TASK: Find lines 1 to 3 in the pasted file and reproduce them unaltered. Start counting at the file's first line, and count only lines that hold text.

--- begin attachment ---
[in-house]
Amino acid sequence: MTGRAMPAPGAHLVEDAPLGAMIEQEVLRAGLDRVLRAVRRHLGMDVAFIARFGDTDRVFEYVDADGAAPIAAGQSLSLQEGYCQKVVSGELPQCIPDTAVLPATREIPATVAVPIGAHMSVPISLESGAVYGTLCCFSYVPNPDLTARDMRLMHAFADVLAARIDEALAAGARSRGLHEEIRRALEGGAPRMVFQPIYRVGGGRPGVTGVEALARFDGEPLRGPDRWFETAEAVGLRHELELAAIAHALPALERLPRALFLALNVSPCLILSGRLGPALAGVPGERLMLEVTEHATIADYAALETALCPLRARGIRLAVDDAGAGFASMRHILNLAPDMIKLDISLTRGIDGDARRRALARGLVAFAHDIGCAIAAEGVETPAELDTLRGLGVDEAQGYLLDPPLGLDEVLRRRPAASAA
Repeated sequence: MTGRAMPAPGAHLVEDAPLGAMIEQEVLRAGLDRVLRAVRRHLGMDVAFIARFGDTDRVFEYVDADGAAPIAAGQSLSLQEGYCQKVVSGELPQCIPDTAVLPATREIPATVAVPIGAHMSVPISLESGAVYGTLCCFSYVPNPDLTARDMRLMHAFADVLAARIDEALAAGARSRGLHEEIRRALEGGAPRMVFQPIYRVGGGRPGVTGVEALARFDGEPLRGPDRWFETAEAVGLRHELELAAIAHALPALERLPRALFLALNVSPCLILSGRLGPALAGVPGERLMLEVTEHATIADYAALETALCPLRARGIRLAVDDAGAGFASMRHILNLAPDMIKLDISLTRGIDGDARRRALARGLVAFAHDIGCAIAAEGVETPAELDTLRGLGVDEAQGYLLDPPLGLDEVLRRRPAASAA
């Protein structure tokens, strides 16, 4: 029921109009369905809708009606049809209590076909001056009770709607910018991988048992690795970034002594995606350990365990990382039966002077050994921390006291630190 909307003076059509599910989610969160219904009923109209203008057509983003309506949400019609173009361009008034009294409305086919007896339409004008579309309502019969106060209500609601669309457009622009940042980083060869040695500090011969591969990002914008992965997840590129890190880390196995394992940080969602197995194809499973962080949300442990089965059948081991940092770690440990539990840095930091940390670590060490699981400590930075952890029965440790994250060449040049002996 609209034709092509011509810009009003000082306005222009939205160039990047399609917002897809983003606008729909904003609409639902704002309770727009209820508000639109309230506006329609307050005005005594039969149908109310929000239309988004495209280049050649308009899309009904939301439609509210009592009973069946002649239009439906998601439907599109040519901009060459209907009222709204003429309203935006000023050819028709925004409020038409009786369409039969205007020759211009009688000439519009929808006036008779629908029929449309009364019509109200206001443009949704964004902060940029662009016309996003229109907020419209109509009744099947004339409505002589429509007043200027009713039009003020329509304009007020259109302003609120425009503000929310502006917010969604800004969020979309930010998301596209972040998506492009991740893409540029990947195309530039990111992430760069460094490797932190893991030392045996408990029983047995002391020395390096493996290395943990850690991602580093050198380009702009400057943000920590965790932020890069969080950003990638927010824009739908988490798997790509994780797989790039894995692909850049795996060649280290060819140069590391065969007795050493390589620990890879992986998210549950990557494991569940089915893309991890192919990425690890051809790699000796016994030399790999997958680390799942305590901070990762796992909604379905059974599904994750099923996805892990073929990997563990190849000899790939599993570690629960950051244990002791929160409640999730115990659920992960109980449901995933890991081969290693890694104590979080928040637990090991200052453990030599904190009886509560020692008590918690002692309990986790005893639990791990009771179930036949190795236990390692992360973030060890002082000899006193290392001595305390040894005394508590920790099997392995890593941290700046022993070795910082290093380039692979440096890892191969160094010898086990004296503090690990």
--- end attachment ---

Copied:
[in-house]
Amino acid sequence: MTGRAMPAPGAHLVEDAPLGAMIEQEVLRAGLDRVLRAVRRHLGMDVAFIARFGDTDRVFEYVDADGAAPIAAGQSLSLQEGYCQKVVSGELPQCIPDTAVLPATREIPATVAVPIGAHMSVPISLESGAVYGTLCCFSYVPNPDLTARDMRLMHAFADVLAARIDEALAAGARSRGLHEEIRRALEGGAPRMVFQPIYRVGGGRPGVTGVEALARFDGEPLRGPDRWFETAEAVGLRHELELAAIAHALPALERLPRALFLALNVSPCLILSGRLGPALAGVPGERLMLEVTEHATIADYAALETALCPLRARGIRLAVDDAGAGFASMRHILNLAPDMIKLDISLTRGIDGDARRRALARGLVAFAHDIGCAIAAEGVETPAELDTLRGLGVDEAQGYLLDPPLGLDEVLRRRPAASAA
Repeated sequence: MTGRAMPAPGAHLVEDAPLGAMIEQEVLRAGLDRVLRAVRRHLGMDVAFIARFGDTDRVFEYVDADGAAPIAAGQSLSLQEGYCQKVVSGELPQCIPDTAVLPATREIPATVAVPIGAHMSVPISLESGAVYGTLCCFSYVPNPDLTARDMRLMHAFADVLAARIDEALAAGARSRGLHEEIRRALEGGAPRMVFQPIYRVGGGRPGVTGVEALARFDGEPLRGPDRWFETAEAVGLRHELELAAIAHALPALERLPRALFLALNVSPCLILSGRLGPALAGVPGERLMLEVTEHATIADYAALETALCPLRARGIRLAVDDAGAGFASMRHILNLAPDMIKLDISLTRGIDGDARRRALARGLVAFAHDIGCAIAAEGVETPAELDTLRGLGVDEAQGYLLDPPLGLDEVLRRRPAASAA